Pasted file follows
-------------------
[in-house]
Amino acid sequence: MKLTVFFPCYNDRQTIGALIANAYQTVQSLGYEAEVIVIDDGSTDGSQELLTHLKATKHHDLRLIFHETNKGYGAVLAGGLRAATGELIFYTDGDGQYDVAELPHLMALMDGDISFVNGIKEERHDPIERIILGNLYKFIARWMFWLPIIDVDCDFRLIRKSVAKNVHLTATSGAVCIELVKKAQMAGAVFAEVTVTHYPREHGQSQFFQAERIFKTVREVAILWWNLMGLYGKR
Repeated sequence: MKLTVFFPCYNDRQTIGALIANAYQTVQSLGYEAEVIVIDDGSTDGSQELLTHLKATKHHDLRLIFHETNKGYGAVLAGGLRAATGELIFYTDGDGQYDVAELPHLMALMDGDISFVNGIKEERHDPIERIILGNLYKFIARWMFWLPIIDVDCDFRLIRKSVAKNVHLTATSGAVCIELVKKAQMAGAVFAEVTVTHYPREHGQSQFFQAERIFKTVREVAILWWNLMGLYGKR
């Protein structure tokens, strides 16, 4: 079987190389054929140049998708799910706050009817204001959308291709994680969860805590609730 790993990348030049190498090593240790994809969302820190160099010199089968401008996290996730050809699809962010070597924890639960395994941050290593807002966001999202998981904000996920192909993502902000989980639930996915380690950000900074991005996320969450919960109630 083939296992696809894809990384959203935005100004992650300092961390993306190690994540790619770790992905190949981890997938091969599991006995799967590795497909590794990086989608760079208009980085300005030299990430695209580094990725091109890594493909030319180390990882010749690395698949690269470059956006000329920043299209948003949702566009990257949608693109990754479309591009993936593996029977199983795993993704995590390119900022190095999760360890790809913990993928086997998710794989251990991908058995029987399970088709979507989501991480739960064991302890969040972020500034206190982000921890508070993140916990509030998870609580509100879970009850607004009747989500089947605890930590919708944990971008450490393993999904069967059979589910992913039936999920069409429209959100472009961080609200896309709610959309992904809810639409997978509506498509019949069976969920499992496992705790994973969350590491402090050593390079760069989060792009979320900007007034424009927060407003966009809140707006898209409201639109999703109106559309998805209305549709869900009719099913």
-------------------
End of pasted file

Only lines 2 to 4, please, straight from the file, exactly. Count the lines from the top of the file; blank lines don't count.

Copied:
Amino acid sequence: MKLTVFFPCYNDRQTIGALIANAYQTVQSLGYEAEVIVIDDGSTDGSQELLTHLKATKHHDLRLIFHETNKGYGAVLAGGLRAATGELIFYTDGDGQYDVAELPHLMALMDGDISFVNGIKEERHDPIERIILGNLYKFIARWMFWLPIIDVDCDFRLIRKSVAKNVHLTATSGAVCIELVKKAQMAGAVFAEVTVTHYPREHGQSQFFQAERIFKTVREVAILWWNLMGLYGKR
Repeated sequence: MKLTVFFPCYNDRQTIGALIANAYQTVQSLGYEAEVIVIDDGSTDGSQELLTHLKATKHHDLRLIFHETNKGYGAVLAGGLRAATGELIFYTDGDGQYDVAELPHLMALMDGDISFVNGIKEERHDPIERIILGNLYKFIARWMFWLPIIDVDCDFRLIRKSVAKNVHLTATSGAVCIELVKKAQMAGAVFAEVTVTHYPREHGQSQFFQAERIFKTVREVAILWWNLMGLYGKR
């Protein structure tokens, strides 16, 4: 079987190389054929140049998708799910706050009817204001959308291709994680969860805590609730 790993990348030049190498090593240790994809969302820190160099010199089968401008996290996730050809699809962010070597924890639960395994941050290593807002966001999202998981904000996920192909993502902000989980639930996915380690950000900074991005996320969450919960109630 083939296992696809894809990384959203935005100004992650300092961390993306190690994540790619770790992905190949981890997938091969599991006995799967590795497909590794990086989608760079208009980085300005030299990430695209580094990725091109890594493909030319180390990882010749690395698949690269470059956006000329920043299209948003949702566009990257949608693109990754479309591009993936593996029977199983795993993704995590390119900022190095999760360890790809913990993928086997998710794989251990991908058995029987399970088709979507989501991480739960064991302890969040972020500034206190982000921890508070993140916990509030998870609580509100879970009850607004009747989500089947605890930590919708944990971008450490393993999904069967059979589910992913039936999920069409429209959100472009961080609200896309709610959309992904809810639409997978509506498509019949069976969920499992496992705790994973969350590491402090050593390079760069989060792009979320900007007034424009927060407003966009809140707006898209409201639109999703109106559309998805209305549709869900009719099913």